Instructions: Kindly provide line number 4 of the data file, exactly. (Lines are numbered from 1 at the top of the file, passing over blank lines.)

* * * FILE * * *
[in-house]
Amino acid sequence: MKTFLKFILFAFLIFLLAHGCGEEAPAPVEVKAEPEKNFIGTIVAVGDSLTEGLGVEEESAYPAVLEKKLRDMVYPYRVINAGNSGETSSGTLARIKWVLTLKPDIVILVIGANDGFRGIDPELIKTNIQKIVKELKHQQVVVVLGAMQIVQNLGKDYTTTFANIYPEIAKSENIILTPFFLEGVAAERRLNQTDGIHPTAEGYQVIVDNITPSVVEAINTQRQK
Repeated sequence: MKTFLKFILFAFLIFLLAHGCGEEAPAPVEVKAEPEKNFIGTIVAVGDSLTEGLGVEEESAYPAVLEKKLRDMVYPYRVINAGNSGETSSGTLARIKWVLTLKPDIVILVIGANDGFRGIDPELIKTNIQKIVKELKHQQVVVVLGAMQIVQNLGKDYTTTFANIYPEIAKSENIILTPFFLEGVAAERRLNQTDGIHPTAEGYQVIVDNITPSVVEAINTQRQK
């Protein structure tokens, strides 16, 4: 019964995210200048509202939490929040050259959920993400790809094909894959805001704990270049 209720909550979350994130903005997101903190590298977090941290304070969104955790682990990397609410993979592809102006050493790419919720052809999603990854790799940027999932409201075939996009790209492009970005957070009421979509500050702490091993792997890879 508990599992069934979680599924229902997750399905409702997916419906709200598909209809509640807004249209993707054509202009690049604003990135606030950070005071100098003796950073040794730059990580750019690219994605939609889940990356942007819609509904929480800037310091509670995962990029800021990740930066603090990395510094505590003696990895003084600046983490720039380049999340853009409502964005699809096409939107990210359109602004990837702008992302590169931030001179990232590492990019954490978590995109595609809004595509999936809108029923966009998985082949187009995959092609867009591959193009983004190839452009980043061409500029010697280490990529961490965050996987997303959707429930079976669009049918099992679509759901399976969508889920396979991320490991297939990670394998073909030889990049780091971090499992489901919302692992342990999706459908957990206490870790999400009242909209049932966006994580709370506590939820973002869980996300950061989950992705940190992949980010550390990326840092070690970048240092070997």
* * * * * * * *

């Protein structure tokens, strides 16, 4: 019964995210200048509202939490929040050259959920993400790809094909894959805001704990270049 209720909550979350994130903005997101903190590298977090941290304070969104955790682990990397609410993979592809102006050493790419919720052809999603990854790799940027999932409201075939996009790209492009970005957070009421979509500050702490091993792997890879 508990599992069934979680599924229902997750399905409702997916419906709200598909209809509640807004249209993707054509202009690049604003990135606030950070005071100098003796950073040794730059990580750019690219994605939609889940990356942007819609509904929480800037310091509670995962990029800021990740930066603090990395510094505590003696990895003084600046983490720039380049999340853009409502964005699809096409939107990210359109602004990837702008992302590169931030001179990232590492990019954490978590995109595609809004595509999936809108029923966009998985082949187009995959092609867009591959193009983004190839452009980043061409500029010697280490990529961490965050996987997303959707429930079976669009049918099992679509759901399976969508889920396979991320490991297939990670394998073909030889990049780091971090499992489901919302692992342990999706459908957990206490870790999400009242909209049932966006994580709370506590939820973002869980996300950061989950992705940190992949980010550390990326840092070690970048240092070997």